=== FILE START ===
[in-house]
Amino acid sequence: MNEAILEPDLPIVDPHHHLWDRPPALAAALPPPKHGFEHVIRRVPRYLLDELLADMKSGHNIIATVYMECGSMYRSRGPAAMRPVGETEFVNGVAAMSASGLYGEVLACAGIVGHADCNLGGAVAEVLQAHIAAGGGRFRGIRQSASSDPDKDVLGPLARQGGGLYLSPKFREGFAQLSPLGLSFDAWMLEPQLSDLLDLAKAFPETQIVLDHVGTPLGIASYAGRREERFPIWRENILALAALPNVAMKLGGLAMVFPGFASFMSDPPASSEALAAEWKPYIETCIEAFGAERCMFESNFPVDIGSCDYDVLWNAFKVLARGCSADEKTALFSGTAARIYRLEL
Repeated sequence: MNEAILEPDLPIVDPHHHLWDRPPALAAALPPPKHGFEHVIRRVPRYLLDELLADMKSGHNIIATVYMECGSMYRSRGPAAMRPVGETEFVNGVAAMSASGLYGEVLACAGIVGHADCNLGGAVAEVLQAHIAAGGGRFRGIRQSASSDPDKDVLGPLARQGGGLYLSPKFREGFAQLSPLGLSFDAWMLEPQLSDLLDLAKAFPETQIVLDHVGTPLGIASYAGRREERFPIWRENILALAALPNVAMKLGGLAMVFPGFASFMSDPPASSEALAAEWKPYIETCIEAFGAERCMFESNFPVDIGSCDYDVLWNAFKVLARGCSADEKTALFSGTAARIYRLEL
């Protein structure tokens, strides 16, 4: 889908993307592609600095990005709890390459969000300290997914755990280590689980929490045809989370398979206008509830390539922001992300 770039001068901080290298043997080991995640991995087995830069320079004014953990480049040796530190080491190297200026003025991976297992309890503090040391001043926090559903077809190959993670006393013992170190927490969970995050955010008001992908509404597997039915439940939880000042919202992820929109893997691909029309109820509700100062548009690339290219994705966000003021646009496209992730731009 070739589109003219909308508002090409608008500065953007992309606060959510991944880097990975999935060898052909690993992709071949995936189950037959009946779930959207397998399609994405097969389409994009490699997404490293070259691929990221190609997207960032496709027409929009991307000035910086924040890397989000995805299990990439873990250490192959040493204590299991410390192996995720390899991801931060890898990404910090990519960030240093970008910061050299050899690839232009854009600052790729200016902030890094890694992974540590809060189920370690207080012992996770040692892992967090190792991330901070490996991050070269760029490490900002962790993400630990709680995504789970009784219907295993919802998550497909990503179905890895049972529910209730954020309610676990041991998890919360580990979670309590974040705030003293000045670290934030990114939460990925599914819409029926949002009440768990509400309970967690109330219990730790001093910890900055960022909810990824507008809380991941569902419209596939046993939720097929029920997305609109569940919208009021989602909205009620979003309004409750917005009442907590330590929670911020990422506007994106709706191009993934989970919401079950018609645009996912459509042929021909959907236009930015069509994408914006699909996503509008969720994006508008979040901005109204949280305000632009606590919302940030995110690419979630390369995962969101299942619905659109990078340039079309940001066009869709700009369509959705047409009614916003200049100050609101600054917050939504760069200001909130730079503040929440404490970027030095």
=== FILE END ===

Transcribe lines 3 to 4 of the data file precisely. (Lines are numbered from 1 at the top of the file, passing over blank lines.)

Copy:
Repeated sequence: MNEAILEPDLPIVDPHHHLWDRPPALAAALPPPKHGFEHVIRRVPRYLLDELLADMKSGHNIIATVYMECGSMYRSRGPAAMRPVGETEFVNGVAAMSASGLYGEVLACAGIVGHADCNLGGAVAEVLQAHIAAGGGRFRGIRQSASSDPDKDVLGPLARQGGGLYLSPKFREGFAQLSPLGLSFDAWMLEPQLSDLLDLAKAFPETQIVLDHVGTPLGIASYAGRREERFPIWRENILALAALPNVAMKLGGLAMVFPGFASFMSDPPASSEALAAEWKPYIETCIEAFGAERCMFESNFPVDIGSCDYDVLWNAFKVLARGCSADEKTALFSGTAARIYRLEL
């Protein structure tokens, strides 16, 4: 889908993307592609600095990005709890390459969000300290997914755990280590689980929490045809989370398979206008509830390539922001992300 770039001068901080290298043997080991995640991995087995830069320079004014953990480049040796530190080491190297200026003025991976297992309890503090040391001043926090559903077809190959993670006393013992170190927490969970995050955010008001992908509404597997039915439940939880000042919202992820929109893997691909029309109820509700100062548009690339290219994705966000003021646009496209992730731009 070739589109003219909308508002090409608008500065953007992309606060959510991944880097990975999935060898052909690993992709071949995936189950037959009946779930959207397998399609994405097969389409994009490699997404490293070259691929990221190609997207960032496709027409929009991307000035910086924040890397989000995805299990990439873990250490192959040493204590299991410390192996995720390899991801931060890898990404910090990519960030240093970008910061050299050899690839232009854009600052790729200016902030890094890694992974540590809060189920370690207080012992996770040692892992967090190792991330901070490996991050070269760029490490900002962790993400630990709680995504789970009784219907295993919802998550497909990503179905890895049972529910209730954020309610676990041991998890919360580990979670309590974040705030003293000045670290934030990114939460990925599914819409029926949002009440768990509400309970967690109330219990730790001093910890900055960022909810990824507008809380991941569902419209596939046993939720097929029920997305609109569940919208009021989602909205009620979003309004409750917005009442907590330590929670911020990422506007994106709706191009993934989970919401079950018609645009996912459509042929021909959907236009930015069509994408914006699909996503509008969720994006508008979040901005109204949280305000632009606590919302940030995110690419979630390369995962969101299942619905659109990078340039079309940001066009869709700009369509959705047409009614916003200049100050609101600054917050939504760069200001909130730079503040929440404490970027030095």